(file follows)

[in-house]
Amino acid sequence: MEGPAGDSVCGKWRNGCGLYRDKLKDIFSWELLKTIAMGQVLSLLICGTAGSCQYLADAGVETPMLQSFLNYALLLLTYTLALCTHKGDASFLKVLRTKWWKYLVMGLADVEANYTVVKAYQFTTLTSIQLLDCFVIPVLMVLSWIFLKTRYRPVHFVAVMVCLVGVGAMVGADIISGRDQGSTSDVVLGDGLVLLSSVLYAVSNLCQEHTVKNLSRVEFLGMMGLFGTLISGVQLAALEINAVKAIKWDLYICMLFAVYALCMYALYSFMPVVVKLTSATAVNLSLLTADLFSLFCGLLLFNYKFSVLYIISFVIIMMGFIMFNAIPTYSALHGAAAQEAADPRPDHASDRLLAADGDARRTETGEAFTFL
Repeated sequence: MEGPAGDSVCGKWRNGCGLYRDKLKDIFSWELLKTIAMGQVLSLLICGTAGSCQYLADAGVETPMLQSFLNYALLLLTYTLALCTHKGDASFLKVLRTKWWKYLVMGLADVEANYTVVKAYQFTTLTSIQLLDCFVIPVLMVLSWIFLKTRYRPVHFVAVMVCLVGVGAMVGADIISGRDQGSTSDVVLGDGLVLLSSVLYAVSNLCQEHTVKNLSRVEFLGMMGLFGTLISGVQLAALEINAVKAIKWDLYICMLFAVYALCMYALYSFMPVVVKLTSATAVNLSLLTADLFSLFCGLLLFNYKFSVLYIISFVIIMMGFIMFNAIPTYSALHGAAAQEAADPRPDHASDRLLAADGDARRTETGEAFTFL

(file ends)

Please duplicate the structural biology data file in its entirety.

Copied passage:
[in-house]
Amino acid sequence: MEGPAGDSVCGKWRNGCGLYRDKLKDIFSWELLKTIAMGQVLSLLICGTAGSCQYLADAGVETPMLQSFLNYALLLLTYTLALCTHKGDASFLKVLRTKWWKYLVMGLADVEANYTVVKAYQFTTLTSIQLLDCFVIPVLMVLSWIFLKTRYRPVHFVAVMVCLVGVGAMVGADIISGRDQGSTSDVVLGDGLVLLSSVLYAVSNLCQEHTVKNLSRVEFLGMMGLFGTLISGVQLAALEINAVKAIKWDLYICMLFAVYALCMYALYSFMPVVVKLTSATAVNLSLLTADLFSLFCGLLLFNYKFSVLYIISFVIIMMGFIMFNAIPTYSALHGAAAQEAADPRPDHASDRLLAADGDARRTETGEAFTFL
Repeated sequence: MEGPAGDSVCGKWRNGCGLYRDKLKDIFSWELLKTIAMGQVLSLLICGTAGSCQYLADAGVETPMLQSFLNYALLLLTYTLALCTHKGDASFLKVLRTKWWKYLVMGLADVEANYTVVKAYQFTTLTSIQLLDCFVIPVLMVLSWIFLKTRYRPVHFVAVMVCLVGVGAMVGADIISGRDQGSTSDVVLGDGLVLLSSVLYAVSNLCQEHTVKNLSRVEFLGMMGLFGTLISGVQLAALEINAVKAIKWDLYICMLFAVYALCMYALYSFMPVVVKLTSATAVNLSLLTADLFSLFCGLLLFNYKFSVLYIISFVIIMMGFIMFNAIPTYSALHGAAAQEAADPRPDHASDRLLAADGDARRTETGEAFTFL